He is an active member of several committees that produce national standards for structural engineering practice. He has chaired the committee that produces the standard ASCE/SEI 7, Minimum Design Loads for Buildings and Other Structures. Harris has served on ACI Committee 318, which prepares Building Code Requirements for Structural Concrete, and on the American Institute for Steel Construction (AISC) committees that prepare the Specification for Structural Steel Buildings and the Seismic Provisions for Structural Steel Buildings.
Youssef Hashash serves as co-leader of the investigation’s geotechnical engineering project. Hashash is a professor of civil and environmental engineering at the University of Illinois at Urbana-Champaign with an extensive background in the field of geotechnical, earthquake and tunnel engineering. His expertise includes underground structures, deep excavations, numerical modeling, earthquake engineering and static and dynamic soil-structure interaction analysis, visualization and application of information technology, deep learning and artificial intelligence to geotechnical engineering. He co-led or was a member of post-disaster reconnaissance teams documenting built infrastructure response to earthquakes, floods and explosions.
Prior to joining Illinois, Hashash was a practicing engineer for more than five years and he is a licensed professional engineer in California. He continued his involvement with challenging civil engineering projects as an advisor or peer reviewer. He has also served as a forensic engineering expert on projects such as the Port of Anchorage/Alaska and the Millennium Tower in San Francisco. Hashash holds a B.S., M.S. and Ph.D. in civil engineering from the Massachusetts Institute of Technology.
Georgette Hlepas serves as co-leader of the remote sensing and data visualization project. She is the national geotechnical policy adviser for the U.S. Army Corps of Engineers (USACE) Headquarters office in Washington, D.C. She is also the lead for the USACE Instrumentation and Performance Monitoring Community of Practice and the chairperson for the U.S. Society on Dams Committee on Monitoring of Dams and Their Foundations. She has 14 years of experience in geotechnical engineering and instrumentation with USACE. Her experience includes design, evaluation and oversight of subsurface explorations, instrumentation and foundation remediation projects.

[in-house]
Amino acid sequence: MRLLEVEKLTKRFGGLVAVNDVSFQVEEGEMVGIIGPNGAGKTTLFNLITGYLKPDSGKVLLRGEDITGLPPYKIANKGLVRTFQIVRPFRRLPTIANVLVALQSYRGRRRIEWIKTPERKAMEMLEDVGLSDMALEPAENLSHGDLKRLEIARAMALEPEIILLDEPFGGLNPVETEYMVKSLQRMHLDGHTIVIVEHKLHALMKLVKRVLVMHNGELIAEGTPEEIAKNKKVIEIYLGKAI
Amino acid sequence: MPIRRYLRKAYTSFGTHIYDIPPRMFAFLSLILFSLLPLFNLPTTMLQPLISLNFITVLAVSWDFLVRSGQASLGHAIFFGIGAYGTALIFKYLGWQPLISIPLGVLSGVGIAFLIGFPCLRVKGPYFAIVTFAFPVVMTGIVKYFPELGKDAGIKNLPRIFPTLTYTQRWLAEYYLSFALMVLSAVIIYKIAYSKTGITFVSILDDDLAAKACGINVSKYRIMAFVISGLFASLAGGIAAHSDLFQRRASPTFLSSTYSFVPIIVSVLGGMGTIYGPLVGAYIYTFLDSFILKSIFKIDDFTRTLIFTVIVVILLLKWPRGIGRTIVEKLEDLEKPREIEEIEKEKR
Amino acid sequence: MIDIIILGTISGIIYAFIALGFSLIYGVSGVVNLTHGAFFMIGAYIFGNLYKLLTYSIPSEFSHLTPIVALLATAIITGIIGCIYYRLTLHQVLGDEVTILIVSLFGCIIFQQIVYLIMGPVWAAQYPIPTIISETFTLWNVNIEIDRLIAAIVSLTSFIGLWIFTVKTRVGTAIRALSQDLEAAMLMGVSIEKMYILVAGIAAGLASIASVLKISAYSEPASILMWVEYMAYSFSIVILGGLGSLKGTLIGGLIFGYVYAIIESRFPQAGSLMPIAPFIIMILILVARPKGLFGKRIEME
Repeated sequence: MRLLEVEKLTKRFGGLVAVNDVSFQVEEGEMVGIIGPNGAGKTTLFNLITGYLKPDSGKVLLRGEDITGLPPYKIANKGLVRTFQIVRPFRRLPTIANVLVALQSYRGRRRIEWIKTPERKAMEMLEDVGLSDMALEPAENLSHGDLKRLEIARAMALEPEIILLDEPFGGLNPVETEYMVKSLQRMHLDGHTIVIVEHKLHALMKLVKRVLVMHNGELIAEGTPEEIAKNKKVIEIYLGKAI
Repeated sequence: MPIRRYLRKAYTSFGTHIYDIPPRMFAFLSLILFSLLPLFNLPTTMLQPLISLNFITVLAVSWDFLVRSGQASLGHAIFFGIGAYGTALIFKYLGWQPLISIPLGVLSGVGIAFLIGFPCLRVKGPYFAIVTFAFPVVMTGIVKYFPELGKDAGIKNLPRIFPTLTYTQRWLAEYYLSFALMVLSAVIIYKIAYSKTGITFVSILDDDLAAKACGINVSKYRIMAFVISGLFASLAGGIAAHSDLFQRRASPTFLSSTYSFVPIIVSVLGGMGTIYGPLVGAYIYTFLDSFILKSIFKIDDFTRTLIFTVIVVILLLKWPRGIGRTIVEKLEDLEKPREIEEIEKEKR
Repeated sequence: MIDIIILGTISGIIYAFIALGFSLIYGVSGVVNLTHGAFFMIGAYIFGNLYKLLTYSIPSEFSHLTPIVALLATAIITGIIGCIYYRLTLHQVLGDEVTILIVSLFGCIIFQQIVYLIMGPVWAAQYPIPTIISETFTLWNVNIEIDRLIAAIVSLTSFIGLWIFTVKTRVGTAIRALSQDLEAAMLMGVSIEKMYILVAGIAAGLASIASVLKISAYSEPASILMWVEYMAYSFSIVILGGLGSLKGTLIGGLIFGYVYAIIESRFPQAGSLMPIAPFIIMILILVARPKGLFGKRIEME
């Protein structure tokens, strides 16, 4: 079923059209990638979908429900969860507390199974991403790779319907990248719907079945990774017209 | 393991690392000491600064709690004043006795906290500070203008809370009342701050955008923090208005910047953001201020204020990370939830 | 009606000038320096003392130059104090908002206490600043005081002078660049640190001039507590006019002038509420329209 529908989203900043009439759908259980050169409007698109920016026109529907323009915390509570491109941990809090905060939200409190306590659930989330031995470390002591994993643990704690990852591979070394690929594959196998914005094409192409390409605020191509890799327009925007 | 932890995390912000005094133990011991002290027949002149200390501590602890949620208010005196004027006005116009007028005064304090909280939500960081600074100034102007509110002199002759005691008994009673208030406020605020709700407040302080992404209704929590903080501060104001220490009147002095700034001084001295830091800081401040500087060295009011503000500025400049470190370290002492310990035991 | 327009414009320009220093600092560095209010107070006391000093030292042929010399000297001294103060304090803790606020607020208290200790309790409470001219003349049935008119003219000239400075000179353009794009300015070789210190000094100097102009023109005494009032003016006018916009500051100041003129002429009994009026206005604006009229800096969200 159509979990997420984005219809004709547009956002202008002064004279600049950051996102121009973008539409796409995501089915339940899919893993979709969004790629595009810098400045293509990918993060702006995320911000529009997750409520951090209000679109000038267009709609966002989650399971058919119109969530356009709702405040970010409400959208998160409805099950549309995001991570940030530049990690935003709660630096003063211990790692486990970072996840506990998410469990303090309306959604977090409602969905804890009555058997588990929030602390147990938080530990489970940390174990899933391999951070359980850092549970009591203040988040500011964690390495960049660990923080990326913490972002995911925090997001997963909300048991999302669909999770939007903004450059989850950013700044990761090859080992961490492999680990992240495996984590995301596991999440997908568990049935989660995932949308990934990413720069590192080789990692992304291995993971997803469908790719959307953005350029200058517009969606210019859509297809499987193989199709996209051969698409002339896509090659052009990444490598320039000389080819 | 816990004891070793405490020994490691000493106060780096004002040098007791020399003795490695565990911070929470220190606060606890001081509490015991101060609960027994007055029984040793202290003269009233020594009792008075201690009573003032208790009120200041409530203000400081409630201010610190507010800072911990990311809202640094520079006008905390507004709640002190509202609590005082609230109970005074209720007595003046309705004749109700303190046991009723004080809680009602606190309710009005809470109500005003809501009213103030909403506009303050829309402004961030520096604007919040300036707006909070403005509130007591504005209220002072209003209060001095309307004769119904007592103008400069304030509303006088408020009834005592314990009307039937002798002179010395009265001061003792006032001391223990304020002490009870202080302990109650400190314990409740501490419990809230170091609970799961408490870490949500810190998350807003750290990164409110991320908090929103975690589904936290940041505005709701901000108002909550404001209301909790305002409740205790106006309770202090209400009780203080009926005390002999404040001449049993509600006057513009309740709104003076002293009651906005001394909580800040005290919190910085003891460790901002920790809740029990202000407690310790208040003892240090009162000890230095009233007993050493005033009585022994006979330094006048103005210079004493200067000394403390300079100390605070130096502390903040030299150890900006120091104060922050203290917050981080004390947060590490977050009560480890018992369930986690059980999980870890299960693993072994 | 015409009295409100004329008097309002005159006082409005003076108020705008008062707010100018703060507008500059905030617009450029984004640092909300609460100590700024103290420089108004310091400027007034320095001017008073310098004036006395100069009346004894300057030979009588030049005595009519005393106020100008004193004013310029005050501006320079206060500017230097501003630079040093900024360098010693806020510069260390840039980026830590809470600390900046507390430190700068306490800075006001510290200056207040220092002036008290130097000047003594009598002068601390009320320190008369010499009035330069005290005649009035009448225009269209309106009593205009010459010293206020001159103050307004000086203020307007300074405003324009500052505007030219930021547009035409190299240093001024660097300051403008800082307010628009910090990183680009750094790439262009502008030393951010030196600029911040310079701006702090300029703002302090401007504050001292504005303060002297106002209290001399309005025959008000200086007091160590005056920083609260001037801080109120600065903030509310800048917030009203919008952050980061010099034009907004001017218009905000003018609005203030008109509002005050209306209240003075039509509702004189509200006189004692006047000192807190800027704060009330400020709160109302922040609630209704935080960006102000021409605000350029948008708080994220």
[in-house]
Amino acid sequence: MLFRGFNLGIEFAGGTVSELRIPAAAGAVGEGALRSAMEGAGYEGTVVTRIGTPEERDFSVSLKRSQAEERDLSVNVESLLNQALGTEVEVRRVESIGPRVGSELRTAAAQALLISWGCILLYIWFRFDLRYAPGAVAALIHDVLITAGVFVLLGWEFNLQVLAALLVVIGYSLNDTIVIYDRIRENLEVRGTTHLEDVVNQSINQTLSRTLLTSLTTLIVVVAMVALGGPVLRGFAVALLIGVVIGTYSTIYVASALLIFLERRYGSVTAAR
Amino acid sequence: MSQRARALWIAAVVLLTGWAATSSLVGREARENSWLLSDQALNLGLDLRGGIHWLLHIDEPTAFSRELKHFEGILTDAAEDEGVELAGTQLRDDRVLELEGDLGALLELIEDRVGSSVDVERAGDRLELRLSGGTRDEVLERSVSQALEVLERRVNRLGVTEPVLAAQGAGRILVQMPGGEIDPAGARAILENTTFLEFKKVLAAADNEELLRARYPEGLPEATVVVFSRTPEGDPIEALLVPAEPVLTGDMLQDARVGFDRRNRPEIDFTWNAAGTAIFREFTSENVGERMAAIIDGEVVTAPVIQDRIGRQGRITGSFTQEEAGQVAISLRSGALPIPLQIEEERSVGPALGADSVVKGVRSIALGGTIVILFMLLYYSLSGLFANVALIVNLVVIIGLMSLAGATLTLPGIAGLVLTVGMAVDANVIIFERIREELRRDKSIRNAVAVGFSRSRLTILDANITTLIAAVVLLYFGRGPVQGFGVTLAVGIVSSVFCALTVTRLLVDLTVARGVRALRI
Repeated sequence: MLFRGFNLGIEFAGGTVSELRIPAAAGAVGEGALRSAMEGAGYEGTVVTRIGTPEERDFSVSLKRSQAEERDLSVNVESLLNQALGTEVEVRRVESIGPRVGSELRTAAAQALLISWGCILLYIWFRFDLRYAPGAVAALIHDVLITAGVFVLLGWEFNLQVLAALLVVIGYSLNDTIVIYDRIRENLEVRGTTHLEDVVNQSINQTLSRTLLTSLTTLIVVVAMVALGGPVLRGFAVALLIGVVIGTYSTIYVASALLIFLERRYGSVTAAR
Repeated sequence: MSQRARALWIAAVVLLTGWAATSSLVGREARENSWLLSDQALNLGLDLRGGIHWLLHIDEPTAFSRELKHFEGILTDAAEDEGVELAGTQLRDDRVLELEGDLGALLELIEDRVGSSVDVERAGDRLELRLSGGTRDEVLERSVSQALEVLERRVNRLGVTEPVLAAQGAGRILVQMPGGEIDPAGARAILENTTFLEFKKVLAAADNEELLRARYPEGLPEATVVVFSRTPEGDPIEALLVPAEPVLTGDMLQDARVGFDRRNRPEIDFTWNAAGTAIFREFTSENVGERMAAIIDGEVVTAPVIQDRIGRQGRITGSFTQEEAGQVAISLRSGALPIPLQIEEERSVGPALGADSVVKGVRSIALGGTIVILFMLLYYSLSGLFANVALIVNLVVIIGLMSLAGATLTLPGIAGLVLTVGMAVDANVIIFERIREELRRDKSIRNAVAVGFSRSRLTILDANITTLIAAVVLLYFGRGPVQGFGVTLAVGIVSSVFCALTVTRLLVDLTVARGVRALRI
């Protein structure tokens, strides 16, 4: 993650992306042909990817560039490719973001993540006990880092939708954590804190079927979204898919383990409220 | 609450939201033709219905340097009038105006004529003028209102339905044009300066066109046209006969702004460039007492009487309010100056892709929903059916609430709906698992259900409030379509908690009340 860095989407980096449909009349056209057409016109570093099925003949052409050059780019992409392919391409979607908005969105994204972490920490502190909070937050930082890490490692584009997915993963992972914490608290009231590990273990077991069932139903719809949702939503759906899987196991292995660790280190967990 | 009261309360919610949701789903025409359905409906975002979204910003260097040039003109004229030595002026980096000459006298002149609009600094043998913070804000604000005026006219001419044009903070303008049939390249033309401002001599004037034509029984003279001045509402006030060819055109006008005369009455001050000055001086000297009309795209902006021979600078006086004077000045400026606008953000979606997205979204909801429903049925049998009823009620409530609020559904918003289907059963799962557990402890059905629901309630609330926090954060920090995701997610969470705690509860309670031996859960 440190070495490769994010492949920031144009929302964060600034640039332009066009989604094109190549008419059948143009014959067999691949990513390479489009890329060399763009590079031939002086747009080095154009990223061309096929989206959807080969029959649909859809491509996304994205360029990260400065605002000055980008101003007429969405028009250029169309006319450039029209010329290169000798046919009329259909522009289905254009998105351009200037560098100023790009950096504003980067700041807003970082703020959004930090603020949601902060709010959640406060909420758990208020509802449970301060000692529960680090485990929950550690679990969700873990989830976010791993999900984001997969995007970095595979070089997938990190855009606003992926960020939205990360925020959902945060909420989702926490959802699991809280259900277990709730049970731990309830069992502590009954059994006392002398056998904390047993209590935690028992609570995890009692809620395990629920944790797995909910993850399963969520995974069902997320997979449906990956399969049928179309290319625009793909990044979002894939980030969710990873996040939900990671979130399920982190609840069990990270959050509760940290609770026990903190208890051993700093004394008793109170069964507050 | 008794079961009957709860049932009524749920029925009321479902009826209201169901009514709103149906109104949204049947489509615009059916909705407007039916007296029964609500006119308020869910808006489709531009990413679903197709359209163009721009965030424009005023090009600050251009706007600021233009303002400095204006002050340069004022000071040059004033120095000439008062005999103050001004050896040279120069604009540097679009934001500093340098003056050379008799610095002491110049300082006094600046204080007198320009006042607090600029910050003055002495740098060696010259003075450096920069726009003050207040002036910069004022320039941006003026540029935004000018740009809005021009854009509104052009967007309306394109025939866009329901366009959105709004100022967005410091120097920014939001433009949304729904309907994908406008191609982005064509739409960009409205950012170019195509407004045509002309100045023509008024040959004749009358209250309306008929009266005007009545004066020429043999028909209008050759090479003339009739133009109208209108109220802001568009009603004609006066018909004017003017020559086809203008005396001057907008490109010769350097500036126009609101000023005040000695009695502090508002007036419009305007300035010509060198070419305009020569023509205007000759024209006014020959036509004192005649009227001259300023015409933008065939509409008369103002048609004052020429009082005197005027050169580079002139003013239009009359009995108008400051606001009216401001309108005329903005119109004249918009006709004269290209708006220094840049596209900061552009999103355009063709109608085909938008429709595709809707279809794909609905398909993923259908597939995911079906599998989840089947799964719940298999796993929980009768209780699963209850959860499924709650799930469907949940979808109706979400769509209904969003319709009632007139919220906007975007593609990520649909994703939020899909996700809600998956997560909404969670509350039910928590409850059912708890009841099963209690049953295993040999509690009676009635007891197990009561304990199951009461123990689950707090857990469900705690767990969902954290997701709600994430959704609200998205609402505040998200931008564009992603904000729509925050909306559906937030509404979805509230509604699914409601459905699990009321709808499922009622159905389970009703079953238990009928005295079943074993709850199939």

Hlepas has a Ph.D. in civil and materials engineering from the University of Illinois at Chicago and an M.S. in civil engineering from Columbia University, and is a licensed professional engineer in Illinois.
Ken Hover serves as co-leader for the materials science project in the investigation. A professor of civil and environmental engineering at Cornell University, Ken served as captain in the U.S. Army Combat Engineers, project engineer and project manager for Dugan and Meyers Construction Co., and partner and manager of THP Structural Engineers, designing new structures and investigation and repair of deteriorated buildings and industrial facilities.
He earned his B.S. and M.S. in civil engineering from the University of Cincinnati, and a Ph.D. in structural engineering from Cornell, funded by an Exxon fellowship designed to bring experienced professionals to engineering faculty at U.S. universities. He teaches courses on reinforced and prestressed concrete design and concrete materials. His research focuses on fresh and hardened concrete behavior and its interaction with construction processes and weather, and subsequent degradation due to weather and chlorides. He also mentors on management skills, leadership and professional ethics.
A professional engineer in Ohio and New York, Ken holds top teaching awards at department, college and university levels. He is a distinguished member of the American Society of Civil Engineers (ASCE), an honorary member and past president of the American Concrete Institute (ACI), and holds ACI’s Philleo, Anderson and Structural Research Awards. He is a fellow of the Institute of Concrete Technology in the U.K. and has been named one of the “Ten Most Influential People in the Concrete Construction Industry.” .
Scott Z. Jones is the co-leader of the materials science project in the investigation. He is a mechanical engineer in the Inorganic Materials Group of the Materials and Structural Systems Division in the Engineering Laboratory (EL) at the National Institute of Standards and Technology (NIST).
Jones arrived at NIST through the NIST-American Recovery and Reinvestment Act fellowship program in 2011. He was a Pathways student intern at NIST from 2014 to 2016, where his research focused on modeling the transport of chlorine into cracked concrete structures. Jones’ current research focuses on additive manufacturing techniques for concrete construction applications. He is the project leader of the Additive Manufacturing with Cement-based Materials project, chair of ACI 564, 3-D Printing with Cementitious Materials, and director of NIST EL’s Additive Construction Laboratory.
Jones received his B.S. and Ph.D. from the University of Maryland, Baltimore County. His dissertation focused on predicting the service life of reinforced concrete structures repaired with polymeric crack-filling materials.
Jack Moehle serves as co-leader for the structural engineering project in the investigation. He is a professor at the graduate school in the Department of Civil and Environmental Engineering at the University of California, Berkeley. His academic and professional activities are mainly in structural engineering, with an emphasis on reinforced concrete construction. He is active professionally both as a consulting engineer and as a contributor to development of structural engineering standards and guidelines.